The move by Pope Francis, announced Aug. 2, to change the Catechism of the Catholic…
Editorial: To become more than a buzzword, unity must be rooted in truth
What is true unity?
It’s a question we’ve been thinking a lot about at Our Sunday Visitor, where we have in recent years summarized our longtime mission as “speaking the truth in charity, in a way that unites.”
Unity means togetherness, oneness and harmony. It implies a sense of shared purpose and goals. We think of a “united front,” a “unified mission” or the union of husband and wife.
But for all of its positive connotations, unity has become a buzzword of late. In this time of deep division and polarization — both within our country and within the Church — most of us claim to desire unity, but we aren’t really sure what that means.
The unity of Americans was a main theme of President Joe Biden’s inaugural address on Jan. 20. “Today, on this January day, my whole soul is in this: Bringing America together. Uniting our people. And uniting our nation,” he said. “I ask every American to join me in this cause. Uniting to fight the common foes we face: Anger, resentment, hatred. Extremism, lawlessness, violence. Disease, joblessness, hopelessness. With unity we can do great things.”
It’s a positive message full of language that resonates for people of goodwill. At a moment when divisiveness abounds, the idea of coming together for the common good is both highly attractive and what we are called to do as Christians.
And yet, we would be doing a disservice to our mission and to the Faith we profess if we did not state plainly that unity cannot exist without a shared objective truth — the truth found in Jesus Christ. While Catholics can and should discern points of agreement with political policies that seek the common good, this is not the same as being united with those policies or with the party that proposes them. Unity is not synonymous with compromise. Nor is it “going along to get along.” It does not turn a blind eye or shrug a shoulder. Real unity means a common understanding of, and adherence to, not “a” truth or “my” truth or “your” truth — but the truth.
During the recent celebration of the Week of Prayer for Christian Unity, Christians reflected on Christ’s own prayer to God the Father — “that they may all be one, as you, Father, are in me and I in you, that they also may be in us, that the world may believe that you sent me” (Jn 17:21).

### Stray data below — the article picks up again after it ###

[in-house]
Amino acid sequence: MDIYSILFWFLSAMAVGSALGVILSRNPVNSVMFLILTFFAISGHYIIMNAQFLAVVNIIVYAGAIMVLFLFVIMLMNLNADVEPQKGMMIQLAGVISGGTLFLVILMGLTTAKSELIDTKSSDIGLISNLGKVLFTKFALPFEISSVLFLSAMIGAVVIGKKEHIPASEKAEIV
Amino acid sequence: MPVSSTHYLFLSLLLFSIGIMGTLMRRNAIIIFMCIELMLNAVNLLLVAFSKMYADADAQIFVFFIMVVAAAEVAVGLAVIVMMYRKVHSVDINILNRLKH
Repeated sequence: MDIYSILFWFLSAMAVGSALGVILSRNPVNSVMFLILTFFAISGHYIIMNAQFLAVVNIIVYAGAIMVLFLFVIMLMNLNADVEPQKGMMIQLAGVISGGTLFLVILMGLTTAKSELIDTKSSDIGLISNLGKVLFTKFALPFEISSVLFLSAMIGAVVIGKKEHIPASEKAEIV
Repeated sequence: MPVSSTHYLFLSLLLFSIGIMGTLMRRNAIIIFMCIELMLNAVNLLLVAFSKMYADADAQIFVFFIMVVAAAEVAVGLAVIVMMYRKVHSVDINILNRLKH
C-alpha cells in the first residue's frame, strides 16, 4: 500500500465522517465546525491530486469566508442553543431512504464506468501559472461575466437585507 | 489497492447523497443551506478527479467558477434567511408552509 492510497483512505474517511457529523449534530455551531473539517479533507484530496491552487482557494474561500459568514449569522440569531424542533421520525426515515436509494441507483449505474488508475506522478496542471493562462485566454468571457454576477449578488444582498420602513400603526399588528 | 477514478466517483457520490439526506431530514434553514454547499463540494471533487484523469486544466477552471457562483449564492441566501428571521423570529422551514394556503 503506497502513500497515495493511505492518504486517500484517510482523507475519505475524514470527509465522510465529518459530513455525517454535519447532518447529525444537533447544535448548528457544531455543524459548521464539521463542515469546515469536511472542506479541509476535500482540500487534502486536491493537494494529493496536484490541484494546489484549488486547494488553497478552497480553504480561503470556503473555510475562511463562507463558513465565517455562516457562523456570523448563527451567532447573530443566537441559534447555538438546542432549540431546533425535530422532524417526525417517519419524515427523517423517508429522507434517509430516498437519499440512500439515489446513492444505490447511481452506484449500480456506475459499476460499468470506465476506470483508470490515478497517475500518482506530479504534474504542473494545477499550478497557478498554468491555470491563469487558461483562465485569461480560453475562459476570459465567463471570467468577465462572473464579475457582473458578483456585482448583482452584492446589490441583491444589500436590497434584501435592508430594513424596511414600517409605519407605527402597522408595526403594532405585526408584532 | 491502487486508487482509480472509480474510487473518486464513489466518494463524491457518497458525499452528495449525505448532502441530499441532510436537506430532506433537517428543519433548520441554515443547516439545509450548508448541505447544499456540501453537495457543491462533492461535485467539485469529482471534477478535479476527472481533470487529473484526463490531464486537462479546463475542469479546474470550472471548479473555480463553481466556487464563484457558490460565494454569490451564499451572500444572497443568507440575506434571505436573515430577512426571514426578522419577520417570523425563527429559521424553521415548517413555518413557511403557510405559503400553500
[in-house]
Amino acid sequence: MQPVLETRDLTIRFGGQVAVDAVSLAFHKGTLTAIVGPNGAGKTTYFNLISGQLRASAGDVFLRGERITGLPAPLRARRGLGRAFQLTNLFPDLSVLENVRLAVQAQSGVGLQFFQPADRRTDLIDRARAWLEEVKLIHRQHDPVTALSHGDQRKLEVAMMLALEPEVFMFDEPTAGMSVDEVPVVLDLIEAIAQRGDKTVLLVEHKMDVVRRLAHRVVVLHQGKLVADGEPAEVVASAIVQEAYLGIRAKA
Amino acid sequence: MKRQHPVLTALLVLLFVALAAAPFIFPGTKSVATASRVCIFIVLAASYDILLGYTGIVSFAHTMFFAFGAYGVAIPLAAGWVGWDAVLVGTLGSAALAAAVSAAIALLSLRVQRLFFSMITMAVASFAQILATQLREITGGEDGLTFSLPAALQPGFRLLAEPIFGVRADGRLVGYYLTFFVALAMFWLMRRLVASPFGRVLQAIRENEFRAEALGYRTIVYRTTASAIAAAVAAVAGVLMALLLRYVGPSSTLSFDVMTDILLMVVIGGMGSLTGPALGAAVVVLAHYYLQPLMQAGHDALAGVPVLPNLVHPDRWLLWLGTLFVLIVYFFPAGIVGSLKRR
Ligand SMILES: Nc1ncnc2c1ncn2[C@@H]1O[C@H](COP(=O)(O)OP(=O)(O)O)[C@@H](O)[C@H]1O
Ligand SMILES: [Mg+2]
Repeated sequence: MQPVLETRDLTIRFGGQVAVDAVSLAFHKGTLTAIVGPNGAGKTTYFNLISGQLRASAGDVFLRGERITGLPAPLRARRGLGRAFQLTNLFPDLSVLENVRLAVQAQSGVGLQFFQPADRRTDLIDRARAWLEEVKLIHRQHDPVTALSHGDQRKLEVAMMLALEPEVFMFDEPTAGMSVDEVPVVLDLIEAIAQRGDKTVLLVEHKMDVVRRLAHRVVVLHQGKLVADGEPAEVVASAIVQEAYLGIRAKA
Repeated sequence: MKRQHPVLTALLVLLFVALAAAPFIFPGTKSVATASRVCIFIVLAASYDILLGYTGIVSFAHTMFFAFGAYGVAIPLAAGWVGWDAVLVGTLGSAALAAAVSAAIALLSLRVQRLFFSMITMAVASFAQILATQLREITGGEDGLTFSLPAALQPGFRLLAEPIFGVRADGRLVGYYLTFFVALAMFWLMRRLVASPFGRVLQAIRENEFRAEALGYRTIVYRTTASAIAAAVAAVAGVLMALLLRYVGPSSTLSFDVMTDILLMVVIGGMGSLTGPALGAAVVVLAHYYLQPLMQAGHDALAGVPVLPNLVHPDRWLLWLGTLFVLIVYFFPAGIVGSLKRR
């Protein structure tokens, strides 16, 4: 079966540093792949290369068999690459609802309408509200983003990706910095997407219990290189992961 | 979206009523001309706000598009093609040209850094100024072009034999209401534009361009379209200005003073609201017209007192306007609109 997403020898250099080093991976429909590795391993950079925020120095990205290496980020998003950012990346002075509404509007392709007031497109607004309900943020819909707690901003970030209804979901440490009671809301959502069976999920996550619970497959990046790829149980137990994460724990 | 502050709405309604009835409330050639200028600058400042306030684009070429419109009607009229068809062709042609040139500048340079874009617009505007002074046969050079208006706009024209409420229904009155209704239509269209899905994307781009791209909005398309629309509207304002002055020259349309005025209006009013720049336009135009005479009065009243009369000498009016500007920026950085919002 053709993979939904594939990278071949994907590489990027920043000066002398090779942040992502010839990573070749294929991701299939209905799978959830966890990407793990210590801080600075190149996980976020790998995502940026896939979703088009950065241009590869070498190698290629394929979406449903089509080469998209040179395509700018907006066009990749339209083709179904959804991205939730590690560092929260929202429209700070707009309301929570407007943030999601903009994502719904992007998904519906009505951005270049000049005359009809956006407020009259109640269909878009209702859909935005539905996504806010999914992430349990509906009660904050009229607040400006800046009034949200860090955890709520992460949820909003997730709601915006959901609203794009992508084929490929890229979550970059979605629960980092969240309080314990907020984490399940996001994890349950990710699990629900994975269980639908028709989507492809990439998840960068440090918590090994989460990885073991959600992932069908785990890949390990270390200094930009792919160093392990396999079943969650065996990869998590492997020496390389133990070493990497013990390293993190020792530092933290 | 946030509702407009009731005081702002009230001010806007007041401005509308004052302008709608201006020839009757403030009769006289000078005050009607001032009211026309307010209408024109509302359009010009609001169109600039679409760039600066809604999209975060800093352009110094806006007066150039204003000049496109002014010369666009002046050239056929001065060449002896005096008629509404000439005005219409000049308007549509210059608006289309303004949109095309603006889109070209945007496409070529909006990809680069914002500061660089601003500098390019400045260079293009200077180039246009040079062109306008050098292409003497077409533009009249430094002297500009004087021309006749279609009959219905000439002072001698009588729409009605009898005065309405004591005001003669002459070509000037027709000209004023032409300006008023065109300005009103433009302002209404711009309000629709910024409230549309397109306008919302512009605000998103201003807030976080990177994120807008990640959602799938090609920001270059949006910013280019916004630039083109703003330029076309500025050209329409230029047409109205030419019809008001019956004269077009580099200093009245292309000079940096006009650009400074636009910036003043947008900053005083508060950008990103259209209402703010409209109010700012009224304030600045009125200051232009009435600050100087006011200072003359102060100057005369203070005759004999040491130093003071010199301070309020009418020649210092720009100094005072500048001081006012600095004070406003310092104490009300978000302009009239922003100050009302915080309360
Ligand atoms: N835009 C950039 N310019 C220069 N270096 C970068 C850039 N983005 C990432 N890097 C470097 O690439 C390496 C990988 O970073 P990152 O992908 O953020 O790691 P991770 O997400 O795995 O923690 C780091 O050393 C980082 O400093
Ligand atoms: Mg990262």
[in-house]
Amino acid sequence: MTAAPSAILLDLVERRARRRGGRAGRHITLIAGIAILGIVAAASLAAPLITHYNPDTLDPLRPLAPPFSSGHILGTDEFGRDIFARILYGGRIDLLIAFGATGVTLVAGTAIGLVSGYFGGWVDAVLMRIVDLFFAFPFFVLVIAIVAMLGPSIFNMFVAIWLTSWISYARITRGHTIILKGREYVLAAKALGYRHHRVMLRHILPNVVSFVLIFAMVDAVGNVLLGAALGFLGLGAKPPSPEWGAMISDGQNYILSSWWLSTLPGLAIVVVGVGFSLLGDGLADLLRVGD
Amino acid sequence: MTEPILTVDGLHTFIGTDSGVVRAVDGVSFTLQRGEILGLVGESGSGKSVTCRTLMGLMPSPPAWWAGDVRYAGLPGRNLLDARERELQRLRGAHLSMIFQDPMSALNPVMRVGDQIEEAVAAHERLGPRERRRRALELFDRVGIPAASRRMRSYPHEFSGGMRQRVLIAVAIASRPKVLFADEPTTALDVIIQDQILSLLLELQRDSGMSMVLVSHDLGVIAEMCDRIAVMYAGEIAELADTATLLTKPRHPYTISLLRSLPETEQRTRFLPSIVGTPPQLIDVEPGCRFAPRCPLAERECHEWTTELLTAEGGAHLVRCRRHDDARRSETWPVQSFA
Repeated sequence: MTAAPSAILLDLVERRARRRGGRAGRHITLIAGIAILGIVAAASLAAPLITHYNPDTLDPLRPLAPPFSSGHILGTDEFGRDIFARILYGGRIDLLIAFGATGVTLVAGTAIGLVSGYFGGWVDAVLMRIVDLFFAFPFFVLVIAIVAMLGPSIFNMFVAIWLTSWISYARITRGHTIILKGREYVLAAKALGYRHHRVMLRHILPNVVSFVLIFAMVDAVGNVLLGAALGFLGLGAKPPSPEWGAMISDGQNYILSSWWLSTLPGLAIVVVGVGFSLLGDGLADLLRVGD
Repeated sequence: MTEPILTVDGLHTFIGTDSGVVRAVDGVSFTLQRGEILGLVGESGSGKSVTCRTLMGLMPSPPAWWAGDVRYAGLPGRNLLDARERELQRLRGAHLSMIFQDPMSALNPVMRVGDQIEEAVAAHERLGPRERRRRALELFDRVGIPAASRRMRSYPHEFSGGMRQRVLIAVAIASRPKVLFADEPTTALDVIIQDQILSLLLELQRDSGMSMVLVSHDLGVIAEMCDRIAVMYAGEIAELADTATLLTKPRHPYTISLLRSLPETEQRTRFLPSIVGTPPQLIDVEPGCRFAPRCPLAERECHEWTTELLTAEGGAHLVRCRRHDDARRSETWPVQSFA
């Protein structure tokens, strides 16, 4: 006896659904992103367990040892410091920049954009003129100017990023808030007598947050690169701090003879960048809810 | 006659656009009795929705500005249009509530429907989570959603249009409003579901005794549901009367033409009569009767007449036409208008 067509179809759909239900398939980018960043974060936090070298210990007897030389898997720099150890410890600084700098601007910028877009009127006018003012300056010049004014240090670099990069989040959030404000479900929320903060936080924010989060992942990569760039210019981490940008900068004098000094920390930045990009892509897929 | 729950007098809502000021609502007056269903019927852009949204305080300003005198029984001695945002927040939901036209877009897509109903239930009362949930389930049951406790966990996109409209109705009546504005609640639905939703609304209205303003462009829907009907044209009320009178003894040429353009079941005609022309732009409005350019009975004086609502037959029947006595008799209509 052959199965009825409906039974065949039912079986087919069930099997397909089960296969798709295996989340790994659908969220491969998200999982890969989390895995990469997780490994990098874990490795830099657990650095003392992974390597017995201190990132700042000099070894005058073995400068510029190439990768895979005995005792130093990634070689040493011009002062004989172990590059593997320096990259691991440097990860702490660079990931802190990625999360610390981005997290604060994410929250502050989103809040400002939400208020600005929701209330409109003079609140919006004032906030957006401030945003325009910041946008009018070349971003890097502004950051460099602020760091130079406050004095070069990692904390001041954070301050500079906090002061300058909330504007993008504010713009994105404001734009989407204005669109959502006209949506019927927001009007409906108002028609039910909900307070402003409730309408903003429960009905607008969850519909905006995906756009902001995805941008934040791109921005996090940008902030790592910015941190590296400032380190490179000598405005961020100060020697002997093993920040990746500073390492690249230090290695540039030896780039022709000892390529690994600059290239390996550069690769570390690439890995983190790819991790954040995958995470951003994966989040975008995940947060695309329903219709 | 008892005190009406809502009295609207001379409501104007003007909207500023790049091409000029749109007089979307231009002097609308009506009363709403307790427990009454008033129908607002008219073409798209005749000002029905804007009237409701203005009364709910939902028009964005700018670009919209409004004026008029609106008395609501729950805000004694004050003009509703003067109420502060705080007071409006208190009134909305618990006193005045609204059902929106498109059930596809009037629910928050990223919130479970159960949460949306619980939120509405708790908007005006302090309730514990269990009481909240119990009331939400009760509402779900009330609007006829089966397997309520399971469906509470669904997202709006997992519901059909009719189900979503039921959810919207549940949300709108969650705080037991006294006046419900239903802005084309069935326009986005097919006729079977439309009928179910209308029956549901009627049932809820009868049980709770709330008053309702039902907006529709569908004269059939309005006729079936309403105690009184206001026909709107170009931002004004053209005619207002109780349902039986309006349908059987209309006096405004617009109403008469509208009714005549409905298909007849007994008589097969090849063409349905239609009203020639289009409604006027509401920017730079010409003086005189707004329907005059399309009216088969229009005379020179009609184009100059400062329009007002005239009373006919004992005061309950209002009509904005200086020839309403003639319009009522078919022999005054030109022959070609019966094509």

“That the world may believe that you sent me.” Imagine for a moment if the world were genuinely united in the belief that, out of pure love, God the Father sent his only son to die for us so that we might one day join him for eternity. Were that the case, unity would no longer be a dream; it would be universally and unequivocally celebrated.
But we find ourselves instead on dangerous footing. Not only is the number of Christians rapidly declining in this country, the number of “religiously unaffiliated” is on the rise. And this abandonment of Christ has led to a freefall from objective truth — to the point where we can no longer agree even that humans are either biologically male or female. Indeed, it is becoming increasingly more dangerous simply to write those words, lest we be accused of hate speech.
Just look at Catholic World Report, an online magazine published by Ignatius Press, which had its Twitter account suspended recently when it tweeted that Dr. Rachel Levine, President Biden’s nominee as Assistant Secretary for Health of the Department of Health and Human Services, was “a biological man identifying as a transgender woman.” What Twitter identified as “hateful conduct” was simply a statement of truth. No executive order issued by the Biden administration can make it otherwise.
When we can no longer agree on objective truth — even on the scientific fact that human beings are either male or female from the moment of conception — then true unity, no matter how much we claim to desire it, becomes an impossibility.
That’s not to say that we can’t still pray and work for unity. We can, and we should. But we need to be clear that the only unity that is real is that which is rooted in the truth of Jesus Christ. Anything else is just a buzzword.
Our Sunday Visitor Editorial Board: Gretchen R. Crowe, Scott P. Richert, Scott Warden, York Young